ASTANA, KAZAKHSTAN, 22 June 2017: Kazakhstan sought a place in the sun when it bid to host a glitzy international energy expo, but a spat over visitor numbers has strengthened criticism that the multi-billion dollar showpiece was money thrown to the wind.
Russian President Vladimir Putin and Spain’s King Felipe VI were among the dignitaries taking in the festive opening 9 June of the Future Energy expo in the Central Asian country’s futuristic new capital of Astana.
Dancers in golden bodysuits hoisted imitation solar panels skywards, spacemen swung on ropes between suspended models of the planets and Kazakh children sketched a “city of the future” on a giant screen to impress the VIPs.
But just over a week into the event, fresh controversy broke out as internet service providers in the country appeared to block the Washington-based Foreign Policy magazine following a critical article claiming weak visitor numbers, while authorities engaged in an unseemly spat with the author.
Graft scandals and an economic crisis cast long shadows over ex-Soviet Kazakhstan’s decision to hold the event in the showpiece city of Astana, which is costly to reach from most European and Asian capitals.
Officials have continued to trumpet it as a branding coup, however.
“People call Astana a city of the future. Well, this (expo) area will become like a city of the future within the city of the future,” Astana’s Mayor Asset Issekeshev told AFP in an interview in his office.
“The area where the expo is now will host a museum and centres of technical and financial excellence. These centres can be put to use by the city, the country, and hopefully the whole region,” he added.
Glass half empty?
When an AFP correspondent visited the expo territory on the outskirts of Astana on its 10 June opening to the public, the event appeared well-attended with large queues coming out of major pavilions.
But reporters who visited the following day, including an AFP photographer, reported a clear drop in numbers despite Kazakh authorities claiming Monday that more than 86,000 people have already visited the expo’s main pavilion.
James Palmer, Asia editor for Washington-based Foreign Policy claimed in his article entitled “Kazakhstan Spent USD5 Billion on a Death Star and It Doesn’t Even Shoot Lasers” that many pavilions at the expo “were barren of anyone except staff” during his recent visit.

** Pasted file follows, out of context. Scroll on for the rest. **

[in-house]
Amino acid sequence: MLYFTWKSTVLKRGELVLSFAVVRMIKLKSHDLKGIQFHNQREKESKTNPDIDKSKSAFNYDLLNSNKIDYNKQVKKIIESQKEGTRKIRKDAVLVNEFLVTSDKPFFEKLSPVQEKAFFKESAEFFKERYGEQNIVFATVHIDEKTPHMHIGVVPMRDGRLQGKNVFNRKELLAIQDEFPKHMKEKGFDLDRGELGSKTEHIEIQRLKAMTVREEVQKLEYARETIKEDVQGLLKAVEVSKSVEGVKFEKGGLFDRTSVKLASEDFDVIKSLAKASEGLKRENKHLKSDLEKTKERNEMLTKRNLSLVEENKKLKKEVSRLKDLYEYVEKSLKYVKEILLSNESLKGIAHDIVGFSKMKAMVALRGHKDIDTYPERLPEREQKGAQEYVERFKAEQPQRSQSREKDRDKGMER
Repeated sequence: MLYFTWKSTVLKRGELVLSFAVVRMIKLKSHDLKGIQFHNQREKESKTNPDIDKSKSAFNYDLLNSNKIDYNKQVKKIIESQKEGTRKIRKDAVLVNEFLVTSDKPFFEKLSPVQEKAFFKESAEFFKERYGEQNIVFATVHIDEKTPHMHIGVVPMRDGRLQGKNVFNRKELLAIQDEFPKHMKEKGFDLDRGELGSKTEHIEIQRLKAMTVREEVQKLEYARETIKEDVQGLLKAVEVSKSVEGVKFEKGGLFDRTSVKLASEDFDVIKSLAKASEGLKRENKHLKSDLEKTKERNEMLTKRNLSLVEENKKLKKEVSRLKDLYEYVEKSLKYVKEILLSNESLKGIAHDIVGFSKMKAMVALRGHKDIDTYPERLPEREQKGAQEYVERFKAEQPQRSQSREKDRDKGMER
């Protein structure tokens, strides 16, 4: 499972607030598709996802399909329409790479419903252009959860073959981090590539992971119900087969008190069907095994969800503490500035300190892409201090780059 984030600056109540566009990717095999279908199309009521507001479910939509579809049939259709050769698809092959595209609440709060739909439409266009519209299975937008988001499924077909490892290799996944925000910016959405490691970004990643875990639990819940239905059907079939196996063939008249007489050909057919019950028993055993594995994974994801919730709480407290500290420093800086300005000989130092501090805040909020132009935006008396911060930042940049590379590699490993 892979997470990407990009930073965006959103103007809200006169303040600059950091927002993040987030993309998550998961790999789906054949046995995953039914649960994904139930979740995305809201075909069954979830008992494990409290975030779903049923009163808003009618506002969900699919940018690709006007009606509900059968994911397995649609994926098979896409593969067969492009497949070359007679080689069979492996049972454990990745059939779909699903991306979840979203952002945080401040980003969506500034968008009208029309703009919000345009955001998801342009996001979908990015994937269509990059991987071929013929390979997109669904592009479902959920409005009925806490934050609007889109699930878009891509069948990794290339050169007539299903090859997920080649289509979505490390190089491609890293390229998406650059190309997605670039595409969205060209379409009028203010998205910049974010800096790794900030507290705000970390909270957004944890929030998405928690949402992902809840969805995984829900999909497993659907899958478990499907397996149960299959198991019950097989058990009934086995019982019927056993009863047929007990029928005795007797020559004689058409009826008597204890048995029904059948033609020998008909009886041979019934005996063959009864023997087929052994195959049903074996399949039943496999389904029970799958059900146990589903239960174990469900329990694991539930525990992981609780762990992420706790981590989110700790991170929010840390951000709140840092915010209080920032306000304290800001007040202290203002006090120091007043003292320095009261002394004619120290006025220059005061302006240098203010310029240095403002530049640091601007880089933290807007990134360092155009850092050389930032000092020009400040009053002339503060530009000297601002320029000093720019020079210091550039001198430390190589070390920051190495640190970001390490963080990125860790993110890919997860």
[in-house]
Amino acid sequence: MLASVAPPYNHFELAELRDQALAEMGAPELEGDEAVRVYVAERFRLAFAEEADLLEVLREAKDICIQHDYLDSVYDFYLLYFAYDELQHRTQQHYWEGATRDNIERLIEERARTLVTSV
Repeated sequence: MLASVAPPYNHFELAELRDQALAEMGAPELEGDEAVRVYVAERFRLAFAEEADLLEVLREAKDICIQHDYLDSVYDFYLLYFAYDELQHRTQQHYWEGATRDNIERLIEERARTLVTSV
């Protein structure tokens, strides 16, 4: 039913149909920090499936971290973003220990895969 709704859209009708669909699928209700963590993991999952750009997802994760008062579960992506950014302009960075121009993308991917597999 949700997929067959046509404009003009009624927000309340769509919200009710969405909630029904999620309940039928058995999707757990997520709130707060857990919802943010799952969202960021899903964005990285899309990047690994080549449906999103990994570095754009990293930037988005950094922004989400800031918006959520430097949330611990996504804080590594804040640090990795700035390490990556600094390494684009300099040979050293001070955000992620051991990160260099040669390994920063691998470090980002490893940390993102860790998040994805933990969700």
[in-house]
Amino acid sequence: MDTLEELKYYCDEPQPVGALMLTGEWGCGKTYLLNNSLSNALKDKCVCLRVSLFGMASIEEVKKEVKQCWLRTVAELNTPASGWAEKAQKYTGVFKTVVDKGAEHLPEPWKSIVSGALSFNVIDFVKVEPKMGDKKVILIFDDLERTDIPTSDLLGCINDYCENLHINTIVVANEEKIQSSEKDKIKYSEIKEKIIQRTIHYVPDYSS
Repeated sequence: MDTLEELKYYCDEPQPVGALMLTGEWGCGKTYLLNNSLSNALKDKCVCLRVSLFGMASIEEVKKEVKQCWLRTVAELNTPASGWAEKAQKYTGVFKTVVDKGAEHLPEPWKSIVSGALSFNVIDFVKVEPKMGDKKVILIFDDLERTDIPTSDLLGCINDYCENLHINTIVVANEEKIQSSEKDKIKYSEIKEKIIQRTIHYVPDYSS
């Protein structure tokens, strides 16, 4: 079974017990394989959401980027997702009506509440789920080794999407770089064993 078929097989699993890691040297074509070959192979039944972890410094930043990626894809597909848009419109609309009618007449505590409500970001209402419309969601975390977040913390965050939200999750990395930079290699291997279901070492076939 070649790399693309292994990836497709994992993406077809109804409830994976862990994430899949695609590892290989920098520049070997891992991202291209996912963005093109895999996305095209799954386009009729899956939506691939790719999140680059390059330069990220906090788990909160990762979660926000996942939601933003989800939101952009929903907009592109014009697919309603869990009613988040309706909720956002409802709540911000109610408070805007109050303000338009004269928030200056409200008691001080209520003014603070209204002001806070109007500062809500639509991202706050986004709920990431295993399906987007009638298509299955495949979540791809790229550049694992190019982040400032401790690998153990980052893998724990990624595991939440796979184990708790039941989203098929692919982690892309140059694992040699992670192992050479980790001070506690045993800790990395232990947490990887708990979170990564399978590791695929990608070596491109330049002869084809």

The PR-sensitive country’s information minister, who denied ordering a block on the Foreign Policy website, said Palmer was guilty of “untruths and misinterpreting facts”.
Palmer was even forced to respond to a claim by organisers that he had not visited Kazakhstan by tweeting photographs of his passport showing entry and exit stamps as well as a ticket stub from the event.
The government says the expo cost Kazakhstan 400 billion tenge, USD1.3 billion at present rates but close to double that figure prior to the battering received by the national currency following the collapse of global energy prices in 2014.
Criticism of spending on the expo only grew after chief organiser Talgat Ermegiyayev, a former sports minister, was arrested in 2015 and jailed for 14 years in 2016 for embezzling some 5.9 billion tenge from the event’s budget.
Future energy focus
Some 115 countries including China, Russia and the United States are participating in the event which runs into September.
While some of the pavilions wowed visitors, many had a more token feel.
Kazakhstan’s neighbour Russia used its pavilion to promote its new generation of nuclear-powered ice-breakers, for instance.
“No other country in the world has a fleet like this,” boasted Maria Nikolayeva, a guide, standing by a water tank representing the Arctic Sea patrolled by model versions of the boats.
Costa Rica’s display, surrounded by other similarly threadbare Latin American pavilions, consisted simply of a video highlighting the country’s natural habitat and renewable energy use.
“It is important for us to be here and show people what we are about,” said Arturo Fournier-Facio, the country’s ambassador to Russia who had travelled down for the occasion.
World’s fairs and specialised expos like the one in Astana originated in the 19th century industrial era to showcase mankind’s achievements. Legacies of the events include major tourist attractions such as the Eiffel tower in Paris and the Space Needle in Seattle, but in recent times the events have taken on a more corporate vibe.
“If this expo brings us closer to using clean energy and recycling, then great, but really, we shouldn’t need an expo to do those things,” said Aidos Sarym, a political scientist based in Almaty, Kazakhstan’s second largest city and its capital up to 1997.
“I think, given the social and economic problems we have, there were other things to spend this money on.”
“Hopefully this experience (hosting the expo) will act as a kind of inoculation and in the future we will not need to host such grand events,” he told AFP.
© Agence France-Presse